We loaded up to go to Sedalia yesterday around 8:30. We hadn't gotten twenty minutes away from home when the child announced, "Donna, I forgot my shoes!"
Cliff had something to say about this, but I assured him we'd be able to go into Walmart in Sedalia and find her some plastic sandals just like she had left at home. I also took time to let her know it was my fault, not hers, that she forgot her shoes. Relieved, she gave an eye-roll that seemed to say, "Oh yeah, I knew it had to be you!"
Another thing I've learned since my own kids' childhood: Always admit when something is your fault, or when you've made a mistake.
Still, she worried about how we'd know her size, and wanted me to call one of her parents and ask them what it was. I explained we'd just try some on her and see what fit. As it turned down, all the summer sandals were marked down to $3; there was only one pair of pink sandals that fit her (close call), very similar to the ones she and I left at home. Crisis averted.
Opening Day at the Sedalia fair, low prices on fair foods are featured. Corn dogs for $2, dippin' dots for $2 instead of $2.50. We weren't hungry when we first arrived, so we simply walked until our girl saw anything of interest, then we'd stop and let her examine whatever it was.
First of all we walked into an air-conditioned building; it was already hot outside, so it felt great. Someone was selling jewelry; she felt the need to touch every single shiny object in front of her.
Not far from that was an item I personally checked out. In fact, I still want it!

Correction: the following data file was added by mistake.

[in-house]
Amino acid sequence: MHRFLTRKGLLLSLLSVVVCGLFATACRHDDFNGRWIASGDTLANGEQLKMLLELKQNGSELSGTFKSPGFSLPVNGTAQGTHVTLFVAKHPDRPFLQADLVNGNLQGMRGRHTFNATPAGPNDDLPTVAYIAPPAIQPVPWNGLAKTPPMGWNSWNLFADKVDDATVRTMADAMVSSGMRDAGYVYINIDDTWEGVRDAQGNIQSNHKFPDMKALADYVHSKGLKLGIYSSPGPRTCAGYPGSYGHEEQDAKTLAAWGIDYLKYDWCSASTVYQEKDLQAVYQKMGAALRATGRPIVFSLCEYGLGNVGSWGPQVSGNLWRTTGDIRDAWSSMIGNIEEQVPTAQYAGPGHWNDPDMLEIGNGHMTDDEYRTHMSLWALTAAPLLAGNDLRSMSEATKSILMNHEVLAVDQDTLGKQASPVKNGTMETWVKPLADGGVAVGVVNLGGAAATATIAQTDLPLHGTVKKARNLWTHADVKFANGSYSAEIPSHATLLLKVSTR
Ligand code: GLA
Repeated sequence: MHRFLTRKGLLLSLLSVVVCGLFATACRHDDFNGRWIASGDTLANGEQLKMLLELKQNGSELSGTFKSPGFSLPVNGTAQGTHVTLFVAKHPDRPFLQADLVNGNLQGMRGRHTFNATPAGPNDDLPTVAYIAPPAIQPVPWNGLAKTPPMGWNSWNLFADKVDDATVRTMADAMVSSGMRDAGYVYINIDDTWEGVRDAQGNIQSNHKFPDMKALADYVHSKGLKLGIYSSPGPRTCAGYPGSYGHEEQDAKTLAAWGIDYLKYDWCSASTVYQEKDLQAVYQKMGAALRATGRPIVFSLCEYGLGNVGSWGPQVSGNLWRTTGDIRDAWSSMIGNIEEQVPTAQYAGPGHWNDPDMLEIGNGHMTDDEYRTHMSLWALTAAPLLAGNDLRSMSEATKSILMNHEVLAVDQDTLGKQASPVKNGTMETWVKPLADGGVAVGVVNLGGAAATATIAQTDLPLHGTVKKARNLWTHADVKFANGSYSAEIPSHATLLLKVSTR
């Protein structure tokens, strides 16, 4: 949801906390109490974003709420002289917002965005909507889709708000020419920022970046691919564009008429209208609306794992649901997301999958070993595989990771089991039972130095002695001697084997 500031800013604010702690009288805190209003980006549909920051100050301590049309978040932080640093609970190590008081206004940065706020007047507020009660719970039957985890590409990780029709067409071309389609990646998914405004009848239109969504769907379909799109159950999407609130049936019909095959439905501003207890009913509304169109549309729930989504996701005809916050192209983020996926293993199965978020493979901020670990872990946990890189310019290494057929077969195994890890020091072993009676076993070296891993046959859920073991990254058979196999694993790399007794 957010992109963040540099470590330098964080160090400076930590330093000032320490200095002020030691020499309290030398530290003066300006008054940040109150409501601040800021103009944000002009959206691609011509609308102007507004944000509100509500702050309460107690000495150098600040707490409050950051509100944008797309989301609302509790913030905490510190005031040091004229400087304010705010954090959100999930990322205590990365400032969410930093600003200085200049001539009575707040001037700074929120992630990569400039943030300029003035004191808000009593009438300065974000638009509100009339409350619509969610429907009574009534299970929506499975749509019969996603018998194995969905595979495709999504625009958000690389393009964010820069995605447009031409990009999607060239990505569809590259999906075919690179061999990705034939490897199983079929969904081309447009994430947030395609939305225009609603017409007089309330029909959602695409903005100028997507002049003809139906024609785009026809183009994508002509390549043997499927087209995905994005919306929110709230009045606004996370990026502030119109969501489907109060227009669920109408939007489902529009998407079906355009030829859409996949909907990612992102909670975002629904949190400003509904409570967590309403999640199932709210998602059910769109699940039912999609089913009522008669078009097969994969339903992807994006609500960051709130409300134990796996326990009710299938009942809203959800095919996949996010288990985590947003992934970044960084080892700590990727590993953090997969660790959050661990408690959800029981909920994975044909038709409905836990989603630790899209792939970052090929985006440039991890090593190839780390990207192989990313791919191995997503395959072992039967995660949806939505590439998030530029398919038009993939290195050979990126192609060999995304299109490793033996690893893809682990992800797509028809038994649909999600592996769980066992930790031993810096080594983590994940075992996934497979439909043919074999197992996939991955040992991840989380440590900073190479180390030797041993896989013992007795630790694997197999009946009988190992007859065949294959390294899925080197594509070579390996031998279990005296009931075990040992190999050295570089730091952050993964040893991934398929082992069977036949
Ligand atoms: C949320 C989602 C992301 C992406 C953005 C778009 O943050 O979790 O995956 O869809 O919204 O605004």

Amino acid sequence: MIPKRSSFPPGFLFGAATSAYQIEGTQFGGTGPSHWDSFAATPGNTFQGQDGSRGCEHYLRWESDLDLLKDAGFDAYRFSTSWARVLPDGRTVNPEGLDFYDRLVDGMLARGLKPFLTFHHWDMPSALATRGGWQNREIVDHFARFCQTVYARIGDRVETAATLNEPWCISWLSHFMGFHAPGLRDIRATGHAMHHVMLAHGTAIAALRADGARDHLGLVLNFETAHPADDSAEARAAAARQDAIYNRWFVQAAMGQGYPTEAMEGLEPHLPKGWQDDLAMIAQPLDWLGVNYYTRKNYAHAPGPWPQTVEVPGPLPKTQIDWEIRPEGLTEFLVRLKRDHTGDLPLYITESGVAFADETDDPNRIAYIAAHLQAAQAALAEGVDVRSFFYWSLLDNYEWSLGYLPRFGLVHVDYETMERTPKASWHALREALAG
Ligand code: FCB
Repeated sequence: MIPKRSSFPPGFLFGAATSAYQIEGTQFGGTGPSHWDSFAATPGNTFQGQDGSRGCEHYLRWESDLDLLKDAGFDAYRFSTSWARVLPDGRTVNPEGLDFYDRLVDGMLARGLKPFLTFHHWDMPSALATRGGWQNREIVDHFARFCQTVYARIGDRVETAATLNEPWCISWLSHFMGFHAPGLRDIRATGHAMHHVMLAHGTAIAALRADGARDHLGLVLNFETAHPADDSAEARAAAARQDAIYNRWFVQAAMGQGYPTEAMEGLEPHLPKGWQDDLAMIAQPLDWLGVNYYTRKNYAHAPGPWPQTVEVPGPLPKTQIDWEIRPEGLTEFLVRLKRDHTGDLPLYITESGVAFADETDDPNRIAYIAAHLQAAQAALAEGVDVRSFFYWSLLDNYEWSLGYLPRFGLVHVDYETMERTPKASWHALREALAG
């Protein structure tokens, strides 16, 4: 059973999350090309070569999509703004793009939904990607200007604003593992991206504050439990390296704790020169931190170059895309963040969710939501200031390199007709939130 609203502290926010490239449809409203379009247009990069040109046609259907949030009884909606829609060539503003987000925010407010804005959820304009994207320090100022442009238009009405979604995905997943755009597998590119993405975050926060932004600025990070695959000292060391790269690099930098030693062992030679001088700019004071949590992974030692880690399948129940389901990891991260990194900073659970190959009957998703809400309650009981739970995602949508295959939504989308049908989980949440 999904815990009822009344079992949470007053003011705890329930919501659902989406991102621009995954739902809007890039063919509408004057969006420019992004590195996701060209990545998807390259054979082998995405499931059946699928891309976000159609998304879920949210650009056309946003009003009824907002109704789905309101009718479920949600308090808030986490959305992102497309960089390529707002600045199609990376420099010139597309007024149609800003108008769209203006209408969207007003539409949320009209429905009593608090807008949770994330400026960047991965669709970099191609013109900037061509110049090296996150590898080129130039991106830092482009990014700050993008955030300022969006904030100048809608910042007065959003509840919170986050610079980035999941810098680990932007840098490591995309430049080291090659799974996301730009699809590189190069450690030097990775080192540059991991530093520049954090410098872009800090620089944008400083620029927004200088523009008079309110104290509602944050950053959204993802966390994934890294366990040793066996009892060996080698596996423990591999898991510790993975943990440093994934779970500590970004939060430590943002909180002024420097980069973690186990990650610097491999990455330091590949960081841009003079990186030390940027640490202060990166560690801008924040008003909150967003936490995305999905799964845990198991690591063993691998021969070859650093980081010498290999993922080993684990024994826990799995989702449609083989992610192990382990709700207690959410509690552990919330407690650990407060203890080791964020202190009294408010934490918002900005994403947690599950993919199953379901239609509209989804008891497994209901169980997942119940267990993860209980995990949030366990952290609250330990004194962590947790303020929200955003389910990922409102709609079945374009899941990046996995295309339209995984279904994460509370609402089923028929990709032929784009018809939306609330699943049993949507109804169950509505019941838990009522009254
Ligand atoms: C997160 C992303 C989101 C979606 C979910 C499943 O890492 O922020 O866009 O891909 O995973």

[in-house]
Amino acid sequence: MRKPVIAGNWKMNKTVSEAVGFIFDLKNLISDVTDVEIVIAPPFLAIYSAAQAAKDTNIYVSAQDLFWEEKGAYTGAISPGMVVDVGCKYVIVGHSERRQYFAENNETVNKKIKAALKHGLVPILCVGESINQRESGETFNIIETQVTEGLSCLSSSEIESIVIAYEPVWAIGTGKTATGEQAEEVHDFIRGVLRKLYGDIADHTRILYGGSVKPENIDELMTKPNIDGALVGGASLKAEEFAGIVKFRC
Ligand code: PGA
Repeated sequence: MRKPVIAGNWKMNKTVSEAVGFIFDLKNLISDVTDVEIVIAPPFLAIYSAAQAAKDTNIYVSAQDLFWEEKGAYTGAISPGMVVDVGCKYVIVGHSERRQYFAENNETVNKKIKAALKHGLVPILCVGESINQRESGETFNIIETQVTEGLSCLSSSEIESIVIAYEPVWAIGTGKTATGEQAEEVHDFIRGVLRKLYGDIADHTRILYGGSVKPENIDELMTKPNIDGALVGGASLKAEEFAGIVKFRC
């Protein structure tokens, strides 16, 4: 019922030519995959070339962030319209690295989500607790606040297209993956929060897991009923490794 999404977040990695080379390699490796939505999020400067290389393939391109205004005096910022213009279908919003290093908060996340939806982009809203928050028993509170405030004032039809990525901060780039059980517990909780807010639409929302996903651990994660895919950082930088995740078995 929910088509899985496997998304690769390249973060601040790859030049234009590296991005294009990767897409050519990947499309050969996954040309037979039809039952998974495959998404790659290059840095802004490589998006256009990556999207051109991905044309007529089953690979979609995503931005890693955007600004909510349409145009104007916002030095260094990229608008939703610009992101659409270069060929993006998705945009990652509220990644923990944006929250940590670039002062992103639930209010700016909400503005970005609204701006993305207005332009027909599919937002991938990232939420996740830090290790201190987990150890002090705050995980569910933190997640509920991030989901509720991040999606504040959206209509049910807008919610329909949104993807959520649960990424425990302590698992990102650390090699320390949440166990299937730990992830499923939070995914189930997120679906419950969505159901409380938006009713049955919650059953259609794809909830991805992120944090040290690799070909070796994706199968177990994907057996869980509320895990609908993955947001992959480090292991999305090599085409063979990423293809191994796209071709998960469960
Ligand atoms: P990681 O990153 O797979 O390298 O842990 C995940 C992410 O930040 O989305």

Next we spied a nice little playground where she enjoyed playing last year.
This one required a little help from Cliff.
We got to sit for awhile, so this stop was a bonus for us. Between Cliff's hip and my knee, we're a mess. Next, the conservation building.
|That's a big one!|
And then, out back... an eagle!
Next, we found ourselves at the sheep barn.
This is how they lead, manage, and pose the sheep. I was amazed... it looks pretty difficult. I wonder why they don't use halters. Sheep aren't very bright, so maybe they can't be taught to lead. Of course, hogs aren't restrained by ropes or halters, either. But they're really smart, and learn to be guided with a stick.
She acted the same way as with the jewelry: If a sheep could be reached, she intended to touch it.
We took a break to eat corn dogs and some not-good pizza, so our girl wanted to take a picture. Sorry Cliff, but you made the face and it's funny.
None of us had ever tasted dippin' dots, but we have now! I like them.
Feeding goats is fun.
As soon as she milked the cow, we headed for the car.
It was a good day.